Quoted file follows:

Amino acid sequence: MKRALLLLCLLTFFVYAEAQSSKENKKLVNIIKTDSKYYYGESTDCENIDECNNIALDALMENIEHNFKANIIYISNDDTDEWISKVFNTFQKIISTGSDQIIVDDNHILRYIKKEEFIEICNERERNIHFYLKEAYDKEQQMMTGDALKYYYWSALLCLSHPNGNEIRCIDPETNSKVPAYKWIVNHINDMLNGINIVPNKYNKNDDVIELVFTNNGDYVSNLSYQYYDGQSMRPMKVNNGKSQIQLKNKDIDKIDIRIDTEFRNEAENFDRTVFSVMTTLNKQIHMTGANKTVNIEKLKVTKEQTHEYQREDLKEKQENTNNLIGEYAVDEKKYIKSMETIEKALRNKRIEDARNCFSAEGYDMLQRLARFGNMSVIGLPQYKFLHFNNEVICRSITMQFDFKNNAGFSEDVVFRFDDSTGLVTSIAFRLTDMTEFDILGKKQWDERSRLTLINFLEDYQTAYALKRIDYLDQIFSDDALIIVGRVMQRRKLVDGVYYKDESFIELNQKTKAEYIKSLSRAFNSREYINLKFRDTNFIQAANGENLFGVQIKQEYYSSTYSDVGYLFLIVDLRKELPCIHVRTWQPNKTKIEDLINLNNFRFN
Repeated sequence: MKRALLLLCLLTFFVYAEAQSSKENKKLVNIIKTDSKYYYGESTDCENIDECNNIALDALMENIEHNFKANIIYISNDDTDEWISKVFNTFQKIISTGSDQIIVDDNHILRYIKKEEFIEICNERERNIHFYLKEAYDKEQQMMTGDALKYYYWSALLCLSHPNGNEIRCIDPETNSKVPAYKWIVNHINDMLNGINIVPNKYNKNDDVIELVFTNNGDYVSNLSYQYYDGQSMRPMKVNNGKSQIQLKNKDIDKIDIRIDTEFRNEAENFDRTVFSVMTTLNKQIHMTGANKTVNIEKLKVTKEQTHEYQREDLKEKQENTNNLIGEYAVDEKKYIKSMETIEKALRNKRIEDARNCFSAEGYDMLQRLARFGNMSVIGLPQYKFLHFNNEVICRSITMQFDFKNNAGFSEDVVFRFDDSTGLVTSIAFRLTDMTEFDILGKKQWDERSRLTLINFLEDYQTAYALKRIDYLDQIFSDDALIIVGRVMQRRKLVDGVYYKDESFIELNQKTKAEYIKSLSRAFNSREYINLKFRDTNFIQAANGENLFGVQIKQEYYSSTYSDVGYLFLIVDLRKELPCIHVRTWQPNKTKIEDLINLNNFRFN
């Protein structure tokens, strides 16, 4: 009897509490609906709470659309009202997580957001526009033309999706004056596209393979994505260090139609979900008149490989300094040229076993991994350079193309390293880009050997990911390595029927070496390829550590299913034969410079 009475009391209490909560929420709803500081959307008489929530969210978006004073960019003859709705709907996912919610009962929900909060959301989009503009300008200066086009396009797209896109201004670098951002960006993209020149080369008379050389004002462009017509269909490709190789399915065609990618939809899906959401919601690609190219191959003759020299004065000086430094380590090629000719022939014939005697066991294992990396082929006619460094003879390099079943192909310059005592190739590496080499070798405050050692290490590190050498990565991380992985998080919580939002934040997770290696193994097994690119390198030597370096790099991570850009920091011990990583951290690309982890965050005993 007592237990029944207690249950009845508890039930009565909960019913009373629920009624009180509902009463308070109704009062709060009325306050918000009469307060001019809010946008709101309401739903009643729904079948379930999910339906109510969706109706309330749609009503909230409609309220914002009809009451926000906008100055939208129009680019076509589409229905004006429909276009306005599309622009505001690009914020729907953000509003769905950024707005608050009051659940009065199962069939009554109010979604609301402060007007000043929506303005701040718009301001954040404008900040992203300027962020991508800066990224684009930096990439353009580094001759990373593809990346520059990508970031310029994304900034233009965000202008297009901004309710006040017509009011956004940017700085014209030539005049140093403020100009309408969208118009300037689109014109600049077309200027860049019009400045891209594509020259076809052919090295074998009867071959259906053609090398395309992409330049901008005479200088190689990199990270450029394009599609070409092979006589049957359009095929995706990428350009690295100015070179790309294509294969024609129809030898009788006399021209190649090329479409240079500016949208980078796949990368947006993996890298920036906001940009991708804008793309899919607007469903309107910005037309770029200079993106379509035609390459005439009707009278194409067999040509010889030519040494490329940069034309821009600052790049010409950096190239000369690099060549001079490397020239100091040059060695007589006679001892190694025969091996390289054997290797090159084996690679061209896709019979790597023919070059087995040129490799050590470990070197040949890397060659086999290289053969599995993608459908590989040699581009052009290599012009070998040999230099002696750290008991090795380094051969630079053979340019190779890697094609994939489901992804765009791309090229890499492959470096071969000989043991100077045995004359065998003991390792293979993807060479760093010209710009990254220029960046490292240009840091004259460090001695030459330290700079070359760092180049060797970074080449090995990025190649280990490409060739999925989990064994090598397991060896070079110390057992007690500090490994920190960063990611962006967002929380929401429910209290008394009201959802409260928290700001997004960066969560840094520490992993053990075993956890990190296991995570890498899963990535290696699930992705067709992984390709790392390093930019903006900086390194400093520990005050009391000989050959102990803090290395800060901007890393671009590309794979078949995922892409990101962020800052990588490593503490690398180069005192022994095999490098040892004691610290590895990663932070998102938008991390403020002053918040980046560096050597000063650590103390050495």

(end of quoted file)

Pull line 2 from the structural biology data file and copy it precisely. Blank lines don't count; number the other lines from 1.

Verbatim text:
Repeated sequence: MKRALLLLCLLTFFVYAEAQSSKENKKLVNIIKTDSKYYYGESTDCENIDECNNIALDALMENIEHNFKANIIYISNDDTDEWISKVFNTFQKIISTGSDQIIVDDNHILRYIKKEEFIEICNERERNIHFYLKEAYDKEQQMMTGDALKYYYWSALLCLSHPNGNEIRCIDPETNSKVPAYKWIVNHINDMLNGINIVPNKYNKNDDVIELVFTNNGDYVSNLSYQYYDGQSMRPMKVNNGKSQIQLKNKDIDKIDIRIDTEFRNEAENFDRTVFSVMTTLNKQIHMTGANKTVNIEKLKVTKEQTHEYQREDLKEKQENTNNLIGEYAVDEKKYIKSMETIEKALRNKRIEDARNCFSAEGYDMLQRLARFGNMSVIGLPQYKFLHFNNEVICRSITMQFDFKNNAGFSEDVVFRFDDSTGLVTSIAFRLTDMTEFDILGKKQWDERSRLTLINFLEDYQTAYALKRIDYLDQIFSDDALIIVGRVMQRRKLVDGVYYKDESFIELNQKTKAEYIKSLSRAFNSREYINLKFRDTNFIQAANGENLFGVQIKQEYYSSTYSDVGYLFLIVDLRKELPCIHVRTWQPNKTKIEDLINLNNFRFN